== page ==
Your single “The Wall” is a powerful piece. It is undoubtedly a necessary conversation the world should be having – and feeling – and you bring both. I feel there is something to be said about the awareness of importance of the social process evolving to mirror the creative process – how many people total were involved in this song between all of the members of Grupo plus the members of Ozomatli and Locos Por Juana who lent their voices – lyrically & instrumentally – to the song?

That song was very involved with a lot of good people and like I said it was very much one of those collaborative songs. I wrote the bass line and the form of the song and kind of the main groove on piano and translated it to bass and some keys parts and then in the studio we played it along with the drums and percussion and our guitar player Beto did a great solo which contributed on that and Speedy did some keyboard parts which he then later created the horn parts out of. From there Loco started collaborating with Locos por Juana and we got Itagui Correa from them to sing the first verse, we got the guys from Ozomalti to play some bass and some guitar on kind of the funky section of the song and then the percussionist Justin Porée played the percussion and did the rap for the second verse then all the choruses and the hooks were created by Jose, Kino, and Loco collaboratively, he had an idea to do some sort of Bee Gees style thing and then Jose came up with most of those lyrics, that hook about “no one is illegal on stolen land” which is a powerful response and Jose being an immigrant I think he felt very strongly about that. He could resonate with the desires and hopes and dreams of people who try to come to this country not as villains or criminals or try to take advantage but because they’re desperate and trying to find an opportunity and what they bring to the mix is so much more than they pull. Immigrants aren’t the way that they’re portrayed by some – as invaders – rather they are people that come and are thankful for the opportunities they can achieve here that they aren’t able to achieve elsewhere and as a result they invest their time, their work, their passion, their vision and their hope into this country and make the country better because of that. It’s an infusion of energy of positivity of work ethic and the people who come here don’t take for granted this opportunity – they’re not here to take advantage of it or feel like they’re privileged or expecting to get something there for nothing, they’re here for opportunity and every intention of working hard.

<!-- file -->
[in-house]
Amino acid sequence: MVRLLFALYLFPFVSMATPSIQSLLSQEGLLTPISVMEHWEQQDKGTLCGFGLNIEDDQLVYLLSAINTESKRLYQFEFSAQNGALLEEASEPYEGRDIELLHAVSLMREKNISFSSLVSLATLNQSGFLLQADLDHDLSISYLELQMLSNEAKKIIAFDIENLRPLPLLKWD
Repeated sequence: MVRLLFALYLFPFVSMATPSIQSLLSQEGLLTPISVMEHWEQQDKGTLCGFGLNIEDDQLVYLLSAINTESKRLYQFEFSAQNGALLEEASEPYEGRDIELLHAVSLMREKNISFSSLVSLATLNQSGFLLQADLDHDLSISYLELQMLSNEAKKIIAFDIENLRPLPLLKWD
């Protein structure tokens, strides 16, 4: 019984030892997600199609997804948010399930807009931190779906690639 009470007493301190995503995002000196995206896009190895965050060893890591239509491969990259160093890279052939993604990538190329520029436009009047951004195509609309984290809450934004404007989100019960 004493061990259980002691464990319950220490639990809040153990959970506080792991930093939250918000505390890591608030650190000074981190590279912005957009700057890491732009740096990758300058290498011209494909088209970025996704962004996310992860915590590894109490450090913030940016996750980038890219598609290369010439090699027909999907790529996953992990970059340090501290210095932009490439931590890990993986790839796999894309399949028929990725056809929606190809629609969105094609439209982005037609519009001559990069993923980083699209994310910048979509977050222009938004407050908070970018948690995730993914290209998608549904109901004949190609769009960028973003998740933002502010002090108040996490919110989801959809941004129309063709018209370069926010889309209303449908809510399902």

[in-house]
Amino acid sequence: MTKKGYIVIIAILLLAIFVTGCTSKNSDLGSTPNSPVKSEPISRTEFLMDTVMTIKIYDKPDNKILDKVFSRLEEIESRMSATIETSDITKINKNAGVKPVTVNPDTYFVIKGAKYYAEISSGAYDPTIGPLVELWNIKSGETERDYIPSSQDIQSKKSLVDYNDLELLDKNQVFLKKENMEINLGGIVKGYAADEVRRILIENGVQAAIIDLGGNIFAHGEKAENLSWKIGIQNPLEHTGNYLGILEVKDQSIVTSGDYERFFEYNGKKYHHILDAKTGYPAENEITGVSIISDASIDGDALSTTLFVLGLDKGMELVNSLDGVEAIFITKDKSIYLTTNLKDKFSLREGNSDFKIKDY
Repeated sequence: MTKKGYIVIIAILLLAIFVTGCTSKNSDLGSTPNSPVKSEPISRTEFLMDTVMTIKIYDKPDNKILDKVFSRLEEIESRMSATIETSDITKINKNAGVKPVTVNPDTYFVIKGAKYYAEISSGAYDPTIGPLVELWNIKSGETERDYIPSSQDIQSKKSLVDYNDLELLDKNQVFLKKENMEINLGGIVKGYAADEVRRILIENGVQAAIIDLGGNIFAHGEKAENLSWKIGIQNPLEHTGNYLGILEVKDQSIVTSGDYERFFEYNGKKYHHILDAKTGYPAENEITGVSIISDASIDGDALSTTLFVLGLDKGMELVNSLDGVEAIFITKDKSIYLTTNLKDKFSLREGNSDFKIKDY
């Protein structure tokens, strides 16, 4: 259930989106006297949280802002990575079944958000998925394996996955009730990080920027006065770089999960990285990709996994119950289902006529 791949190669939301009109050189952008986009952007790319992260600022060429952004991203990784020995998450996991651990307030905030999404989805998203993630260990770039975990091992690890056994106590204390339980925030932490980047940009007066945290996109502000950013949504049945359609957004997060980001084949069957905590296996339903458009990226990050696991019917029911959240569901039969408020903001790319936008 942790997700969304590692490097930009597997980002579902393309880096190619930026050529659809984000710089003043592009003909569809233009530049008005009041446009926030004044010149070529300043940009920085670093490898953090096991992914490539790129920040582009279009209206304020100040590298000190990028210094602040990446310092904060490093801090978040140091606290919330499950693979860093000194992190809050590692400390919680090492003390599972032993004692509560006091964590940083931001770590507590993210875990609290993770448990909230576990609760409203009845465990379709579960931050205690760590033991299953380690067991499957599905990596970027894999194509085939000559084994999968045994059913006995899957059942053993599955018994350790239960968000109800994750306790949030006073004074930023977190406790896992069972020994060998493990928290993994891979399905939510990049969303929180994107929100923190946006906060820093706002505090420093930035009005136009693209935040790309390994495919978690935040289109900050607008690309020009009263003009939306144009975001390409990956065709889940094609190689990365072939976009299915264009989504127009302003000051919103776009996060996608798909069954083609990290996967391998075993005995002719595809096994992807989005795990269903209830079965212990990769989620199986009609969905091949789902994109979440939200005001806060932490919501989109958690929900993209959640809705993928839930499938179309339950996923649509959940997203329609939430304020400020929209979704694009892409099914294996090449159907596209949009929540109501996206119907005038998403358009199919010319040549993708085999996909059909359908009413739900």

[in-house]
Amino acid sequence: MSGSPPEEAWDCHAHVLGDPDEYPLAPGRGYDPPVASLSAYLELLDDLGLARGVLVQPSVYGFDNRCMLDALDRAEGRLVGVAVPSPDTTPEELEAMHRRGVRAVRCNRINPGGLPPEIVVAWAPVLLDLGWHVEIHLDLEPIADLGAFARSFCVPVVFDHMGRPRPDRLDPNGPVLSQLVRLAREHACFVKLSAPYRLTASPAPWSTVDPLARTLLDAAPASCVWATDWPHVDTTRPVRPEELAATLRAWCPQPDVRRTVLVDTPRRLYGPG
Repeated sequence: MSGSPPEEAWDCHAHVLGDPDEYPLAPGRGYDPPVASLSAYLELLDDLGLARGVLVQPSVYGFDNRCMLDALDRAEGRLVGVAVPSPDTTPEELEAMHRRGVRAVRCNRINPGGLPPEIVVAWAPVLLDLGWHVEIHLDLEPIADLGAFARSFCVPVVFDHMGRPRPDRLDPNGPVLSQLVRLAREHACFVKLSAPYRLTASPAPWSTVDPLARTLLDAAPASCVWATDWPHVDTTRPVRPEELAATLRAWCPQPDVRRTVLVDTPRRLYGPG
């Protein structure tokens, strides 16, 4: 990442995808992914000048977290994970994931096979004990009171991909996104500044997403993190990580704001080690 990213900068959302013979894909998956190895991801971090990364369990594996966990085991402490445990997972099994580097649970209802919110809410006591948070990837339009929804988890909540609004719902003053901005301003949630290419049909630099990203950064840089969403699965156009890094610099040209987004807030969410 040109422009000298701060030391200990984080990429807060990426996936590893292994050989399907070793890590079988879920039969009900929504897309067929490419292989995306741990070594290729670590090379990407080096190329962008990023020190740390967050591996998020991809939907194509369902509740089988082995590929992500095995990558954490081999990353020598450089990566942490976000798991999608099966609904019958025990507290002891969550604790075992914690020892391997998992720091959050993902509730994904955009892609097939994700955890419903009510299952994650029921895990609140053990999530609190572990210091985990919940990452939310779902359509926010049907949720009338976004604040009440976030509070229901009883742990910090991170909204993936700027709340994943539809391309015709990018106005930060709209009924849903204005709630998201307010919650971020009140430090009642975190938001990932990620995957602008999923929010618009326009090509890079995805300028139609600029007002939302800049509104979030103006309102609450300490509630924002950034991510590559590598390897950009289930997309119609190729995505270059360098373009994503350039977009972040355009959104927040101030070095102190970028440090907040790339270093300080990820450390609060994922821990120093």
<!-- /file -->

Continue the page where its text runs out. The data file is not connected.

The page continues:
That you all came together to put forth thought, time and effort into not only your voice on this issue but use your talent and medium to bring the feeling to the masses – the ominous front meeting positive advance felt in it. That’s a pretty powerful statement in itself.

I also feel where music is created geographically lends so much to its depth as well. How do you feel this soul and energy of where you recorded- the events in Tornillo – have reflected in the album and will continue to reflect into the world on this matter? 

The whole thing about the wall, the detention and all that, that all came more into focus after we had left. While we were there we were really isolated we weren’t on our phones, we were really focused on the musical creation there was definitely a familiarity and an energy to the border to that place that we were familiar with, with most of us being from the border growing up on the border whether it was the environment, the foliage and scenery or the culture when you were eating huevos rancheros for breakfast every day or going to the mercado to get Topo Chico and stuff like that there was a lot of that kind of vibe to it that definitely inspired what was going on just that feeling of being in a border zone which is a very vibrant place but is also a very transitional place. Ports of entry are traditionally where there is a lot of creativity that’s where new styles of music come about- places like New Orleans or Houston or New York or San Francisco – that’s where a lot of different cultures meet and they blend and in our case the music of the United States, hip hop and rock and funk and r&b was combined with the regional music of northern Mexico – mariachi, ranchero, cumbia, music tropical, Tejano it all blended together in our ears and it formed the kind of music that we make and that we’re into. And that’s how it felt to be there it was reminiscent of that kind of experience and that history. Then later when we had left and we were back in “society” and out of that sequestered mentality we saw things going on in the country and unfortunately the soap opera that continues to unfold in our government it cast everything in a new light, what has the border become to us now and that’s one of the things we were fighting to define, not letting somebody else scapegoat or create this conception of the border like it’s a dangerous place overrun by drug cartel and immigrants are coming to take your jobs – no we grew up there and it didn’t feel that way. I grew up in Laredo Texas and we didn’t have a wall – I interacted with people from Mexico every single day I listened to their music in every establishment I went into Spanish was everywhere around me as was English as an American culture.